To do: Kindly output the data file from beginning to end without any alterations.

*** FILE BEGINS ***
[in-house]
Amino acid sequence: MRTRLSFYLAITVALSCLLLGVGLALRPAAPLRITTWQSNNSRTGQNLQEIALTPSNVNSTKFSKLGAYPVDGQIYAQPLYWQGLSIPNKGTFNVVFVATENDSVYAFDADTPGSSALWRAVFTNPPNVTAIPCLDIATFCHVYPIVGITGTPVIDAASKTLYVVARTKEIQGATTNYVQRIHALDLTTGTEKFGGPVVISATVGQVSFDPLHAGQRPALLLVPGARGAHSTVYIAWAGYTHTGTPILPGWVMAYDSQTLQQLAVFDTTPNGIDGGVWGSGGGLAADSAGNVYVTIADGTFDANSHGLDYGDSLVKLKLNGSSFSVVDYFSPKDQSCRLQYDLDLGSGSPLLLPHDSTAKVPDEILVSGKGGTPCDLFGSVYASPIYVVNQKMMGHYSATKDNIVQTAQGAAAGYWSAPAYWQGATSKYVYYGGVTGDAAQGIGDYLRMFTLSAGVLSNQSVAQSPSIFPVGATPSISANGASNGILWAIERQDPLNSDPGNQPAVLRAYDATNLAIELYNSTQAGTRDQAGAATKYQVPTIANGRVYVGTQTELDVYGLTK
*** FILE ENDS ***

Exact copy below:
[in-house]
Amino acid sequence: MRTRLSFYLAITVALSCLLLGVGLALRPAAPLRITTWQSNNSRTGQNLQEIALTPSNVNSTKFSKLGAYPVDGQIYAQPLYWQGLSIPNKGTFNVVFVATENDSVYAFDADTPGSSALWRAVFTNPPNVTAIPCLDIATFCHVYPIVGITGTPVIDAASKTLYVVARTKEIQGATTNYVQRIHALDLTTGTEKFGGPVVISATVGQVSFDPLHAGQRPALLLVPGARGAHSTVYIAWAGYTHTGTPILPGWVMAYDSQTLQQLAVFDTTPNGIDGGVWGSGGGLAADSAGNVYVTIADGTFDANSHGLDYGDSLVKLKLNGSSFSVVDYFSPKDQSCRLQYDLDLGSGSPLLLPHDSTAKVPDEILVSGKGGTPCDLFGSVYASPIYVVNQKMMGHYSATKDNIVQTAQGAAAGYWSAPAYWQGATSKYVYYGGVTGDAAQGIGDYLRMFTLSAGVLSNQSVAQSPSIFPVGATPSISANGASNGILWAIERQDPLNSDPGNQPAVLRAYDATNLAIELYNSTQAGTRDQAGAATKYQVPTIANGRVYVGTQTELDVYGLTK